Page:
Ruby My whole thing throughout the book and my life, is I’m all about activism through education, particularly for young people. Not just education in schools, but education online, following the news. Even older people, their way of finding out what’s happening in the world is through the media . . . I really believe that the way for getting people to understand what feminism means, is to make it a part of the curriculum. When we learn about women’s suffrage, that’s a great time to bring up feminism, and the feminist movement. I learned about the ‘60s and ‘70s and they didn’t even mention Gloria Steinem. I feel like you can’t talk about history without mentioning those huge plot points. We learned a bit about the civil rights movement, which was amazing, but no one really talked about feminism. I’m not comparing movements at all, but why can’t we make sure that’s taught? Kids my age, you can go out to different forms of media, start a Tumblr, start something to get people aware of feminism. Not huge long articles, but educating that feminism isn’t about hating men, it’s about wanting equal rights.

Emily In the book, you’ve touched on universal experiences that could even connect with kids in places like where I went to high school, down in Tampa, Florida. It’s a different mix of people. I’m actually debating whether I should go to my ten-year high school reunion or not.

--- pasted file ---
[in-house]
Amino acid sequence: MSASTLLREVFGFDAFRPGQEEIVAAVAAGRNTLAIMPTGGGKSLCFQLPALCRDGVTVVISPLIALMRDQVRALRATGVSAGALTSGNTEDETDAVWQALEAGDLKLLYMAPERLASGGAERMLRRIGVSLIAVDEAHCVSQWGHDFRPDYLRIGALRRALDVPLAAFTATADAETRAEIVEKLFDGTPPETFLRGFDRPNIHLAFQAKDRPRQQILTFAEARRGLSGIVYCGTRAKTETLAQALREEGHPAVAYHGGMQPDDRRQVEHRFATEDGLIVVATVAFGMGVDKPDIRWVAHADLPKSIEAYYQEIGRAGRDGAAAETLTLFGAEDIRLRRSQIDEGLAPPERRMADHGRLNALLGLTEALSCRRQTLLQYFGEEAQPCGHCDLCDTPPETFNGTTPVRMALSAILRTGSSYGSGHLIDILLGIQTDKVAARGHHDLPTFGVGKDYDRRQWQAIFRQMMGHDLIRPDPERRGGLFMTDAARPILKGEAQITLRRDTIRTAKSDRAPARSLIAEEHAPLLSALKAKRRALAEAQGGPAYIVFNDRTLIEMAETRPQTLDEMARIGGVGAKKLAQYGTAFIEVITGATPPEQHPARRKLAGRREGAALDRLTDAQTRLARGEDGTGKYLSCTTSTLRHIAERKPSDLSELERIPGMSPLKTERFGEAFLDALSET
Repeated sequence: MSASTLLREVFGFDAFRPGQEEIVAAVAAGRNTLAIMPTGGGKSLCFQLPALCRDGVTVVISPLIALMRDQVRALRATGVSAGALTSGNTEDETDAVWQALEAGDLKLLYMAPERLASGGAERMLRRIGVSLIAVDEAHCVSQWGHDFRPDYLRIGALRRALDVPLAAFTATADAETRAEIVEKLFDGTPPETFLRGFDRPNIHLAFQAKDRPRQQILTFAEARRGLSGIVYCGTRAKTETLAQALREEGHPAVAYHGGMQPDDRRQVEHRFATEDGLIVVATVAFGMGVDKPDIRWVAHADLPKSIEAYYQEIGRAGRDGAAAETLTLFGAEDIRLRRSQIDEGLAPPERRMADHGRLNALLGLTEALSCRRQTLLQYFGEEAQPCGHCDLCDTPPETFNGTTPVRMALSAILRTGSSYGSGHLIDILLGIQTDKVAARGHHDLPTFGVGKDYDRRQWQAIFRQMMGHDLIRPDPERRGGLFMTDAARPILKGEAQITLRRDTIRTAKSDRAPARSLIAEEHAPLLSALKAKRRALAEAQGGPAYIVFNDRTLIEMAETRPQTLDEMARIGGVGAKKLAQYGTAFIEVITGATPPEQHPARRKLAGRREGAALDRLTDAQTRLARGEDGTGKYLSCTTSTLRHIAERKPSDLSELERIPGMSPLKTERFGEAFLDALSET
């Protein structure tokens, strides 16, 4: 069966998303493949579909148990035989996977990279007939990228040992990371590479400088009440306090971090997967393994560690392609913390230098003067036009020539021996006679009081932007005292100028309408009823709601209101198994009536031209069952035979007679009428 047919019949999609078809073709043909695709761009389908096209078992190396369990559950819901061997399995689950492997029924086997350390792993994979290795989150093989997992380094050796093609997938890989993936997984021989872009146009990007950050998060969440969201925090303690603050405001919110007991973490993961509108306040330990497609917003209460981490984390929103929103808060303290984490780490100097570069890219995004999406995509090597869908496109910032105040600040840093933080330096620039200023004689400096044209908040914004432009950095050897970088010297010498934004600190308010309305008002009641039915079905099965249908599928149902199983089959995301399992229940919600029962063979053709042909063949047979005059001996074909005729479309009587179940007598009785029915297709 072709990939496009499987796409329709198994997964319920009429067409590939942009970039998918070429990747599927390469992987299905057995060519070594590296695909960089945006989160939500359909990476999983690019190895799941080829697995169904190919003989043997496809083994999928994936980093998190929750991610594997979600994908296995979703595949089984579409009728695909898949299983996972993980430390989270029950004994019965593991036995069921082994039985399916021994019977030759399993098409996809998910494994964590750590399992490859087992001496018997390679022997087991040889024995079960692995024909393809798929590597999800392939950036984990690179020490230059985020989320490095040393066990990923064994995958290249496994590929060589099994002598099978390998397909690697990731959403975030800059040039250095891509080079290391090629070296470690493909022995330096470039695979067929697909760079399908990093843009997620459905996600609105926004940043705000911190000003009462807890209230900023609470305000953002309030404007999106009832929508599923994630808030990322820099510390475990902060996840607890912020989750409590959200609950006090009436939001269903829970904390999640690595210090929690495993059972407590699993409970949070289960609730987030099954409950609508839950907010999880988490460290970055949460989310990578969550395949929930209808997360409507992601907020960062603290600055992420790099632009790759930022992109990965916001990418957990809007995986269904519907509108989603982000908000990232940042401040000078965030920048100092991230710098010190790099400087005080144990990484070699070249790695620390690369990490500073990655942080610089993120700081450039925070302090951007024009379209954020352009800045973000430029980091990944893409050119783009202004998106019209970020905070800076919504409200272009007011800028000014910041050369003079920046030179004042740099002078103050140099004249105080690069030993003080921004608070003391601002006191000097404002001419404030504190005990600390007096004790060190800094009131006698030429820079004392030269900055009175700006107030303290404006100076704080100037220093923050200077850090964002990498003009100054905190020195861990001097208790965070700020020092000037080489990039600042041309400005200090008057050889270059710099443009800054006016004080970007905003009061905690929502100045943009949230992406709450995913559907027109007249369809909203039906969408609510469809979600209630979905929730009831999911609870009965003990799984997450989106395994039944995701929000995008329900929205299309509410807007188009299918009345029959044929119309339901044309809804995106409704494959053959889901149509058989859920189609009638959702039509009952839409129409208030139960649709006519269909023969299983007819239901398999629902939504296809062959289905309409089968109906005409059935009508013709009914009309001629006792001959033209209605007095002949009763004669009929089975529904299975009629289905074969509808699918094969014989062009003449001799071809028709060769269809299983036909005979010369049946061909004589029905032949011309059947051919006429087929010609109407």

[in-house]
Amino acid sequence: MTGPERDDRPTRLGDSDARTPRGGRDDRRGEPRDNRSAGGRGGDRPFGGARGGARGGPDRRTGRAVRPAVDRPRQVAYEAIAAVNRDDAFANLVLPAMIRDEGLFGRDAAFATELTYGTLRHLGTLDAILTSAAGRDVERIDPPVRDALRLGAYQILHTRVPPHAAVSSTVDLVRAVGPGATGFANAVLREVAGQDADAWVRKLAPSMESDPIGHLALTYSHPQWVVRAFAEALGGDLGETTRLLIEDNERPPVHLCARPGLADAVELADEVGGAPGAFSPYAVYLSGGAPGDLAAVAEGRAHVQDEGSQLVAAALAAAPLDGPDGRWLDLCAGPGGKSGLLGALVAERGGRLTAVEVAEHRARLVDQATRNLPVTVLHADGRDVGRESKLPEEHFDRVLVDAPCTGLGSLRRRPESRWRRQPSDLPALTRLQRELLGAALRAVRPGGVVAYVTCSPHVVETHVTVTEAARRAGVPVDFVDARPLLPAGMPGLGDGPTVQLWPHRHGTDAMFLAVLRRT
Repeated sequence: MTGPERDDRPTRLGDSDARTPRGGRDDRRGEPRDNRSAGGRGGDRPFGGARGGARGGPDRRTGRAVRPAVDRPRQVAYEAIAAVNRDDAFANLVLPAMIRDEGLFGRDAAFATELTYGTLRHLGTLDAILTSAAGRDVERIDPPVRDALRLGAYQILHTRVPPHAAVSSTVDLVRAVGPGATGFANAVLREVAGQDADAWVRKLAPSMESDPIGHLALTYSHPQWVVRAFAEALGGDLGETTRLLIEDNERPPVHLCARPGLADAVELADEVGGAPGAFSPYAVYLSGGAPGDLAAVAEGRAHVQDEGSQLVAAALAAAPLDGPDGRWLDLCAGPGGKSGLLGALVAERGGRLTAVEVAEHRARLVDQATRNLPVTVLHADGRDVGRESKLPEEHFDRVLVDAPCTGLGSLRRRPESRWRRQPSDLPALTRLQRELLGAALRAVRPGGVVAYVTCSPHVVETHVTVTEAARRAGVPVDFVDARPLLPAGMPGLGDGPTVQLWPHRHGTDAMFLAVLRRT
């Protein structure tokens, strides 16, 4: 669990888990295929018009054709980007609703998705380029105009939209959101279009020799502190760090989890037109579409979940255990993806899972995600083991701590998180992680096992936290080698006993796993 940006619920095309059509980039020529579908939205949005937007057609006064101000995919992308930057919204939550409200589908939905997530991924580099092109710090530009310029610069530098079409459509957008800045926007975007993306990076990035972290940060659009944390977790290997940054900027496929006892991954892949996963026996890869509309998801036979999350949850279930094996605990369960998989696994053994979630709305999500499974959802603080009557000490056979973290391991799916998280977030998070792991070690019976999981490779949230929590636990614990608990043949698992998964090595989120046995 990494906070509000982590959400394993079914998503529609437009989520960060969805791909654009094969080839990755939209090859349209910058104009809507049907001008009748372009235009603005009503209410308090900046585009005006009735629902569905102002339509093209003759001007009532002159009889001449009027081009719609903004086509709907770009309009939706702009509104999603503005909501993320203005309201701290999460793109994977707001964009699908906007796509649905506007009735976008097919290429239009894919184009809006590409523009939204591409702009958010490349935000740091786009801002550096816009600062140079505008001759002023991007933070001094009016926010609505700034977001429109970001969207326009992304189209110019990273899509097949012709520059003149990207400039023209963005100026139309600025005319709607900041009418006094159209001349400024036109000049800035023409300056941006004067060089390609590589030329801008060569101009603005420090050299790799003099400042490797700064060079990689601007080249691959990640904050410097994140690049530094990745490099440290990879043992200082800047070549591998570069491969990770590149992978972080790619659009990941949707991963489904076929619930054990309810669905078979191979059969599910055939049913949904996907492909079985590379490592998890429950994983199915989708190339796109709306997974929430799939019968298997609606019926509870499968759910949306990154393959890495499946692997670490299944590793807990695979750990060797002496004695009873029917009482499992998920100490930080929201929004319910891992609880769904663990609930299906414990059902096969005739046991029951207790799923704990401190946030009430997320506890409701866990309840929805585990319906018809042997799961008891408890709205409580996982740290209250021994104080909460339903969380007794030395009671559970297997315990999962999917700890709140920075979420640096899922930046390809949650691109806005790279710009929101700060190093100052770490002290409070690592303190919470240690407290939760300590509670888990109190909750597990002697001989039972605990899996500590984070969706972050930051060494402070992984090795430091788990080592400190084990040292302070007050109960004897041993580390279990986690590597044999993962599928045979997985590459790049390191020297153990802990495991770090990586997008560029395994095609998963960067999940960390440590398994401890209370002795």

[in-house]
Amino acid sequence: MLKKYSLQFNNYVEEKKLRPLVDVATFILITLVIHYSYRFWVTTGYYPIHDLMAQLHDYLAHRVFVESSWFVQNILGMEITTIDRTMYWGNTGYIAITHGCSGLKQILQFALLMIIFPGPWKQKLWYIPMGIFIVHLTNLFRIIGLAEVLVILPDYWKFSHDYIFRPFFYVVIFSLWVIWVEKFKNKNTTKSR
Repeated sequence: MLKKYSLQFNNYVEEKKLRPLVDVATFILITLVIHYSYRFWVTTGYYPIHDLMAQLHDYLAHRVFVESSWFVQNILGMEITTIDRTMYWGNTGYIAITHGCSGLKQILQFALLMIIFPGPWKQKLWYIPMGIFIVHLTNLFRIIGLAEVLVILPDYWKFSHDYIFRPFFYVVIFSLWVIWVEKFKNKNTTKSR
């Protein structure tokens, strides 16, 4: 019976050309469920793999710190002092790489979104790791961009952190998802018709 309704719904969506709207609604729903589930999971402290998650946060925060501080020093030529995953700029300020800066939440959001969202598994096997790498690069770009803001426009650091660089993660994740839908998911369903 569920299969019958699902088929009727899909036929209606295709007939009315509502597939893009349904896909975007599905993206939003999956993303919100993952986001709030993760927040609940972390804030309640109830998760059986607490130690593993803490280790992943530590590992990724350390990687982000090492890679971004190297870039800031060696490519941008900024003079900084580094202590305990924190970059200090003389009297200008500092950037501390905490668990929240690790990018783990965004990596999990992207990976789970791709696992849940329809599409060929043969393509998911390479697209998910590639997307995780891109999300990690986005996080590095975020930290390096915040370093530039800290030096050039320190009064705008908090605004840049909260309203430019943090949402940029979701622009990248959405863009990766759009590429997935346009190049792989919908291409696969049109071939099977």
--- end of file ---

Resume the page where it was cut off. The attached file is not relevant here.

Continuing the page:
Ruby You should go! What if you saw your high school crush?!

Emily [laughs] I was actually kind of lucky, in that I only ever dated someone from another school and only during my senior year. I crushed a lot in the other years, but I didn’t get too entangled with anyone except for a guy I met through soccer. I feel like I got out pretty unscathed. In the book, I was really interested in some of the things that you and your classmates have at your disposal that we didn’t have when I was in high school even just ten years ago. For instance the announcement of iPhones was made in my senior year and I distinctly remember going “no one’s going to buy that.” Today, there’s Instagram, there’s Snapchat, there’s all these various ways that we can connect, but also make each other’s lives harder. You talk in the book about detoxing from technology. How do you get into that?

Ruby Something that I do very often is –– and I’ve been wanting to do it so badly lately, but I can’t because of the book –– is for like a week, I won’t delete my accounts, but I’ll delete the apps off my phone, and I won’t of go on Facebook on the computer. I’ll just delete Instagram, Snapchat, Facebook Messenger. All my apps that I’m constantly on. A week later, I re-download them. The truth is, you don’t really miss anything, you just miss people posting photos of themselves. You just get scared that you’ve missed something. Once you get over that initial ‘oh my god’ you’re fine. I don’t care what anyone else is doing, until I have the apps.